Unfortunately, by buying the message and not being more selective about the messenger, these voters have bought a package that may not contain what they expect once it is opened in the oval office.  Mr. Trump’s personal characteristics that made him an effective campaigner, and those that did not, will carry over to the presidency.  They may not play well on that stage.  For that reason, we need to look more closely at the messenger himself.  For the voters who bought into “Hope and Change” eight years ago and were disappointed, there may be an equal number of people who bought into “Make America Great” who will feel the same disappointment in the next four years.  What we get when a president takes office is partly the message, but it is totally the messenger. 

Disclaimer.  At this point I insert the disclaimer that this is a personal blog and I am not a professional psychologist or psychiatrist.  What I have to offer are my observations based on years of working with managers in corporations. 

Smart Cookie.  To his credit, Mr. Trump is smart.  You don’t get to be a multimillionaire without having brains.  Those brains are also very calculating.  Mr. Trump’s calculus appears to center on enriching and aggrandizing himself.  Hence the “Trump” brand.  He doesn’t own the buildings, he just puts his name on them and that is worth money.  Amazing and lucrative.  So long as Mr. Trump believes that doing good for the country will benefit him, things will go well.  However, when the two interests diverge, we can expect Mr. Trump to do what is best for him and to paint whatever picture he feels necessary to convince the nation it is good for them, or at least does not matter.  The current issue of including his family members in government meetings and his unwillingness to fully separate himself from his business interests is only the beginning of this behavior.  Andrew Jackson brought the political “spoils system” to American government.  What Mr. Trump will bring is yet to be seen.

Fact vs. Fiction.  By now it is more than evident that Mr. Trump has a tenuous relationship with facts and the truth.  He seems to follow Hamlet’s logic “...for there is nothing either good or bad, but thinking makes it so.”  Regardless of objective reality, if Mr. Trump deems it good, or huge, or wonderful, it is.  If he thinks it bad, or ugly, or sad, it is.  And, one day it may be bad, but the next it may be good.  Mitt Romney was heavily criticized in his campaign for “flip flopping,” but compared to Mr. Trump, he was a rock of consistency.  What are we to expect from a president that is constantly changing his stance?  To answer that question, we need to move past the positions and look at the psyche of Mr. Trump.  What is he really like?  How will that play out in his presidency?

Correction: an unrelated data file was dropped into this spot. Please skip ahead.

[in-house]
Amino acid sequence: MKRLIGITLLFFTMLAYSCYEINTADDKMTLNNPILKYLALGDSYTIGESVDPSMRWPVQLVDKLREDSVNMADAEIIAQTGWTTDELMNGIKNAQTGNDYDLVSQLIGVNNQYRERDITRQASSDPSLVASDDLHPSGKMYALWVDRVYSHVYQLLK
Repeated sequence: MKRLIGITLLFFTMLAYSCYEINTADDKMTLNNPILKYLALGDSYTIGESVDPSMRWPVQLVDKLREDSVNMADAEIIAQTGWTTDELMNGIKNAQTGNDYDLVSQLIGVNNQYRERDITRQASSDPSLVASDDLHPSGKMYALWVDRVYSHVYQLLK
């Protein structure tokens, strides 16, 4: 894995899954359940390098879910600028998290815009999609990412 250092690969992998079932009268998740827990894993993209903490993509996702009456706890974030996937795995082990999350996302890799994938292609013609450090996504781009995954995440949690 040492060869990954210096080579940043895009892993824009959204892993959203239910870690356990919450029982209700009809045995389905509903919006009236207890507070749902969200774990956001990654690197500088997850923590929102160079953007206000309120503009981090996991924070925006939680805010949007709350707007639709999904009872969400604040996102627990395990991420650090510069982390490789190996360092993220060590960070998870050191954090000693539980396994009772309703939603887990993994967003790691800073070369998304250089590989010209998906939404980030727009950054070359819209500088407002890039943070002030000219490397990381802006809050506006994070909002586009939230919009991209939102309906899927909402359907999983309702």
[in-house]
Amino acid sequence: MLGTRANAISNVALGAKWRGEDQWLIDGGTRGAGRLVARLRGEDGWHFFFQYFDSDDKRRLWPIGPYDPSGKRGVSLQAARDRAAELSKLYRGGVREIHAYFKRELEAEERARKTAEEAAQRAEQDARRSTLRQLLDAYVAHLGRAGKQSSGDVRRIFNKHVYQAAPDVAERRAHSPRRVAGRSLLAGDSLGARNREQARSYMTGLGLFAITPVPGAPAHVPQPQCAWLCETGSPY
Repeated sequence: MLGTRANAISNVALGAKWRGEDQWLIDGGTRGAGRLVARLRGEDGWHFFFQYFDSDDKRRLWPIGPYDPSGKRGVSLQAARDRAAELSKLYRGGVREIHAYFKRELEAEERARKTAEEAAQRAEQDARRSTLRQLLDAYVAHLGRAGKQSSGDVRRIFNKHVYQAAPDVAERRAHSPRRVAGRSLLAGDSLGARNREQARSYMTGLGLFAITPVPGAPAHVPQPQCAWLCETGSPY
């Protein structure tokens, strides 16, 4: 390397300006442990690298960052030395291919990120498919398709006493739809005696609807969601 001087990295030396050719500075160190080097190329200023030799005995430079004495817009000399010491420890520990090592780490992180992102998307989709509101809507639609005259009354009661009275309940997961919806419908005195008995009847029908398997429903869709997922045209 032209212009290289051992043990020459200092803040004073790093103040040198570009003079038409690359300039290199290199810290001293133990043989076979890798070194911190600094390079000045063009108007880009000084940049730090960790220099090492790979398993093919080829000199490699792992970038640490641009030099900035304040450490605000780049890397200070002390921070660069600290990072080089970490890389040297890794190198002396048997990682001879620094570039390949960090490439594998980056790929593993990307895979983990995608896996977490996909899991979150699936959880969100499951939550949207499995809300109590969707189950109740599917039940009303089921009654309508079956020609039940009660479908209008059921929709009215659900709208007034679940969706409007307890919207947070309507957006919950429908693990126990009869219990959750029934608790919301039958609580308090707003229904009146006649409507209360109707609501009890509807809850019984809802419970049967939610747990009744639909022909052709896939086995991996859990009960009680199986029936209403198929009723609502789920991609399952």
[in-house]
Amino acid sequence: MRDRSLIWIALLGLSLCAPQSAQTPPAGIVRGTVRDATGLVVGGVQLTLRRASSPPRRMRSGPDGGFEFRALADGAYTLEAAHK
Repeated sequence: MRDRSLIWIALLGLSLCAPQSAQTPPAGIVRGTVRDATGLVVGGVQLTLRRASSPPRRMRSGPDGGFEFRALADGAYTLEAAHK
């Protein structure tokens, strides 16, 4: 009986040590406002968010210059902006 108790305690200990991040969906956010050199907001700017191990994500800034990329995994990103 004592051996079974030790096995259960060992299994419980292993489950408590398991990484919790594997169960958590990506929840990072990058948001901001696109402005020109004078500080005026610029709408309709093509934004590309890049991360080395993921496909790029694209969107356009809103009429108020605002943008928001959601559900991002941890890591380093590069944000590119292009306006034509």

The Man and the Mask.  Mr. Trump has multiple personas.  He crafts an image to suit his audience or his objective.  That’s the reason this blog is titled “Will the Real Donald Trump Please Stand Up?”  We all adjust our behavior a bit depending upon the role we find ourselves in.  Being a parent is different from being an employee at work.  Being a nurse at work is different from being a volunteer firefighter in our off hours.  That’s normal.  Being president of the United States brings with it a huge host of expectations from a multitude of different constituencies.  Who are you to the Russians, the Chinese, the French, the Mexicans, the Australians, the veterans, the farmers, the business owners, the military, the governors, the teachers, the Congress?  The list is endless.  Our problem is that we don’t know what persona Mr. Trump will craft to meet all these conflicting expectations.  Every president is shaped by the office.  Mr. Trump will be no exception.  The problem is, the way he shifts positions, we have no clear picture of what president Trump will really be.  The problem for Mr. Trump may be that since he cannot craft a persona to appeal to each group, and he cannot find one persona they all like, he will fail to receive the adulation he so greatly craves.  Without that, he may find the office of president distinctly distasteful to the point of departure.  On the other hand, he has the ability to craft personas.